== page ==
Madrid Day Trips

The birth place of Miguel de Cervantes and a UNESCO World Heritage site, Alcalá de Henares is also home to one of Spain’s most famous and oldest universities. The old university adds to the picturesque medieval character of the city, which is marked by cobblestone streets, a historic and pedestrian Calle Mayor and central Plaza, and many storks. In summer months, visitors may take the Tren de Cervantes to Alcalá, on which actors recreate scenes from Cervantes’ life and are given a guided tour of Alcalá upon arrival. The town is a great place to walk around in, picnic, and people watch.
How to get there: Alcalá de Henares is located 35 km to the northeast of Madrid and may be reached easily by Cercanías train (35 minutes). Round trip tickets cost around 5 €.

Alcalá de Henares

alcala de henares plaza de cervantes

Aranjuez is the site of one of the palaces of the Royal Family of Spain, most well known for its sprawling gardens that were historically used to relieve residents from the hot summer months. The city itself has many small squares, gardens, fountains, and picnic areas by the river.  Aranjuez is also the source of many of Madrid’s strawberries during late spring and summer. During these months, too, visitors may take a special weekend train, El Tren de la Fresa, where they are offered fresh strawberries on their way to the city.
How to get there: Aranjuez is located 48 km south of Madrid and may be easily reached by Cercanías train (1 hour). Round trip tickets cost around 5 €.



Ávila, located in the province of Castilla y León, is the highest provincial capital of Spain, located atop a boulder-covered hill amidst little vegetation with breathtaking vistas of the surrounding countryside. The town is most known for its medieval walls built of brown granite in the year 1090. The city’s Gothic cathedral is part of the city’s enclosing walls and is characterized by fortress-like architecture. Ávila is a great site to try typical northern Spanish cuisine, as well as its yemas de Santa Teresa or egg-yolk candies.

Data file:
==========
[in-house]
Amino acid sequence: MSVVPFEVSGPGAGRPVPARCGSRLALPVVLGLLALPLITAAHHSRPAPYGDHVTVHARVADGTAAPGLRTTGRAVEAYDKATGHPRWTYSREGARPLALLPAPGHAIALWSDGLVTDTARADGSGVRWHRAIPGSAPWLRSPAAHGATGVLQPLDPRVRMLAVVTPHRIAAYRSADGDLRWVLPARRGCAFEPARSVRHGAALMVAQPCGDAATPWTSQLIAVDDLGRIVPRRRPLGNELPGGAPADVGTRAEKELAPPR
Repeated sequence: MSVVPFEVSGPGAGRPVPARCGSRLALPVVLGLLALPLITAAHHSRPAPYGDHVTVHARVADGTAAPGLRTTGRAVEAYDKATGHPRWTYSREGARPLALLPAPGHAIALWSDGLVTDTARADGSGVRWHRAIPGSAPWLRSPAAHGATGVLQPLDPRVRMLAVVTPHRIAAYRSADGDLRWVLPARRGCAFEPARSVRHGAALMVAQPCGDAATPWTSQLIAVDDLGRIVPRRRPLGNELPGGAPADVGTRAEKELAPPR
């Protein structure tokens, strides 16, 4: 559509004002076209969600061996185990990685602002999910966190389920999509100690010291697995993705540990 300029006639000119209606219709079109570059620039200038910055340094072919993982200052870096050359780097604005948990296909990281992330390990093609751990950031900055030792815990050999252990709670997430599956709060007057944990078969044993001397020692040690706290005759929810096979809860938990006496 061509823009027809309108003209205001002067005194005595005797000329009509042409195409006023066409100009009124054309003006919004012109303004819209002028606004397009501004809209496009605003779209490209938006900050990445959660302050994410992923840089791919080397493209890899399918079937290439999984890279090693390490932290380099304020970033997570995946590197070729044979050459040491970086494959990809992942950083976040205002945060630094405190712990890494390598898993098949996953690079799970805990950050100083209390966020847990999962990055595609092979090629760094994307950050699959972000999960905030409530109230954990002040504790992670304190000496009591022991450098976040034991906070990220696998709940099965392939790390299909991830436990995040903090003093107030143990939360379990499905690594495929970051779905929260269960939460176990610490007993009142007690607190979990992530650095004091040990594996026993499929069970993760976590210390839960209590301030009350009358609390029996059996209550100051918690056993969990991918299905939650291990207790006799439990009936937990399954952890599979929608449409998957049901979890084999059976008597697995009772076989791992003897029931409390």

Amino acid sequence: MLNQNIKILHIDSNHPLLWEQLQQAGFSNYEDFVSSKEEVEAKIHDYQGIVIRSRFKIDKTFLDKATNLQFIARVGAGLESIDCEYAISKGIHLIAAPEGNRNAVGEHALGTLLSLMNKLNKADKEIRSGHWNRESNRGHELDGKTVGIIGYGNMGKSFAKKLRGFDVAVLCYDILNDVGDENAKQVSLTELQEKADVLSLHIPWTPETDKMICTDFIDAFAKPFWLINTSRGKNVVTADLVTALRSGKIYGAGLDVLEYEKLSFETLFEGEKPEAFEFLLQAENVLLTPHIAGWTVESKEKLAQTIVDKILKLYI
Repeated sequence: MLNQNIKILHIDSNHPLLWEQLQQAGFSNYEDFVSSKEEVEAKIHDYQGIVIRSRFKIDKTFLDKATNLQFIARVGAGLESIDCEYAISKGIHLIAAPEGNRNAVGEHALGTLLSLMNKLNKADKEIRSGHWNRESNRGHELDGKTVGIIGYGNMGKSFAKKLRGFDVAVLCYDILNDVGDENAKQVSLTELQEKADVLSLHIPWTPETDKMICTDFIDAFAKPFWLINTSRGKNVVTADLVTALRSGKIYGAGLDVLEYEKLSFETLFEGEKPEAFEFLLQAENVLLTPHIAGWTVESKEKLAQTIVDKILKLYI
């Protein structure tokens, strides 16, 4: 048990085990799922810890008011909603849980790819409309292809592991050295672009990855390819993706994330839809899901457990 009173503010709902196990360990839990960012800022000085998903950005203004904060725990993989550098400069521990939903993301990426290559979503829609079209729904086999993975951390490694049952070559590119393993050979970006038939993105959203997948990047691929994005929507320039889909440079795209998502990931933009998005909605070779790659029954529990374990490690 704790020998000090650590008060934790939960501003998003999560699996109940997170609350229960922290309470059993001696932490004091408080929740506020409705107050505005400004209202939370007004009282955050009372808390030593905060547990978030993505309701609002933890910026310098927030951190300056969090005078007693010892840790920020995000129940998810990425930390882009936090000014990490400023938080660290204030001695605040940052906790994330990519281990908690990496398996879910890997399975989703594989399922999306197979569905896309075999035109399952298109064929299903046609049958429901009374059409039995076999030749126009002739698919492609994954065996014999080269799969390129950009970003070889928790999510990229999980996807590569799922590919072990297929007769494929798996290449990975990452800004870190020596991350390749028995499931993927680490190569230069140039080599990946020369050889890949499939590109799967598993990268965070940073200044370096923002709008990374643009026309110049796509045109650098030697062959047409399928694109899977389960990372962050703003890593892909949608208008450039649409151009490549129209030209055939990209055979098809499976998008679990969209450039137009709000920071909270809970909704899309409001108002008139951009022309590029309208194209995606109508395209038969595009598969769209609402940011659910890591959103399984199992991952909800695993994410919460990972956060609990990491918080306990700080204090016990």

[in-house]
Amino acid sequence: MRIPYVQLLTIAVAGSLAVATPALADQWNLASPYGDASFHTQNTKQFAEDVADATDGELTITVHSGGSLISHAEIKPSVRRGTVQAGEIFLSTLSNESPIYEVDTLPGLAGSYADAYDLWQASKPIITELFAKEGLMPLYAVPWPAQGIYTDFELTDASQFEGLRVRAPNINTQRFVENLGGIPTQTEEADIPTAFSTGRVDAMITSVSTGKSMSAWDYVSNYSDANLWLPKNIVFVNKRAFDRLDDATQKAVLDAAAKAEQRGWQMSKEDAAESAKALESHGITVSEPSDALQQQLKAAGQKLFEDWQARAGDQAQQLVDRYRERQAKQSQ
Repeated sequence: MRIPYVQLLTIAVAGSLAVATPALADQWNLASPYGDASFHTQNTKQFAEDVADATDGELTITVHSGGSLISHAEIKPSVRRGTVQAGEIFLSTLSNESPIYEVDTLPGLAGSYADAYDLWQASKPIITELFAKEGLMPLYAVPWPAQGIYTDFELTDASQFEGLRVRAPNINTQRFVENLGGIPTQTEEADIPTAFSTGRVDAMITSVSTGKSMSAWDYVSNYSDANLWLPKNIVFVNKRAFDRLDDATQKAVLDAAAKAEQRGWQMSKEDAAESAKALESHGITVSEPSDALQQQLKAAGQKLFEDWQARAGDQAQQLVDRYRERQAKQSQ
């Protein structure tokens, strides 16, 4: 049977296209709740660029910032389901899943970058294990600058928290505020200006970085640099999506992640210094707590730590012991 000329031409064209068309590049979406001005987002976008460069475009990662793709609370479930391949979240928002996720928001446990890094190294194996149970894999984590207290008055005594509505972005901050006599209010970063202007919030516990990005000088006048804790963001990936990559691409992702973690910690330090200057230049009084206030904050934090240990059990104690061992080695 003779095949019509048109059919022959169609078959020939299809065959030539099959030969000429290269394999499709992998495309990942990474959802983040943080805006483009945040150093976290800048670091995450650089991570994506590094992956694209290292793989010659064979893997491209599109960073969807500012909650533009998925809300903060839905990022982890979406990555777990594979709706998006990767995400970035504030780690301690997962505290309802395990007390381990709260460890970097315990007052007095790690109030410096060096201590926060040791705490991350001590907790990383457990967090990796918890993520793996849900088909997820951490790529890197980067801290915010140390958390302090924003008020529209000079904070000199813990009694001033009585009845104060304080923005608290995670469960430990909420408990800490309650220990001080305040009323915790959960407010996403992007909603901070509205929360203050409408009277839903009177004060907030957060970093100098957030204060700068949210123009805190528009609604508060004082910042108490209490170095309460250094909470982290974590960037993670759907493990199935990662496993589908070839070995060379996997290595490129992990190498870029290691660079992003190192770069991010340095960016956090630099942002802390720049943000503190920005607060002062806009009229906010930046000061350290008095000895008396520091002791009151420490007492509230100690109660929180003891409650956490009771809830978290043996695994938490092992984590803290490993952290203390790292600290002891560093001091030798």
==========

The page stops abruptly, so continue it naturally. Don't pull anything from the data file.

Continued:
How to get there: Buses leave daily from Madrid to Ávila, the trip lasting a little under two hours.



Chinchón is a small town of almost 5,000 people to the Southeast of Madrid well known for its quaint Plaza Mayor and vibrant festivals throughout the year. The Plaza Mayor is a classic medieval plaza that dates from the 15th century characterized by both Gothic and Baroque architecture and is unique for the 234 wooden balconies that overlook the plaza. The Church of the Ascension on the Plaza Mayor is home to one of Goya’s paintings. In Chinchón there are many churches, a clock tower, and a castle, as well as small streets, old houses, and many cafés where you can enjoy the town. Major festivals include: the anise and wine festival at the end of March; the October garlic festival; bullfighting season that begins on July 25 and culminates in a festival in October; and other patron day festivals.
How to get there: Buses to Chinchón depart from the Conde de Casal station (Metro Conde de Casal), bus number 337. 3,10 € for a one way ticket.


Chinchón 3

Located in the province of Toledo, Consuegra is home to two famous landmarks of Spain: windmills and a castle. The restored windmills of Consuegra– known for their representation in Cervantes’ Don Quijote– are situated outside of town, offering a view of the 12th century castle and city. 12 of the 13 windmills have been restored. Consuegra´s central plaza dates to the 16th century and also houses the 17th century “Los corredores” building that is a typical structure of La Mancha and once functioned as a town hall.
How to get there: Buses leave from Madrid’s Mendez Álvaro station daily.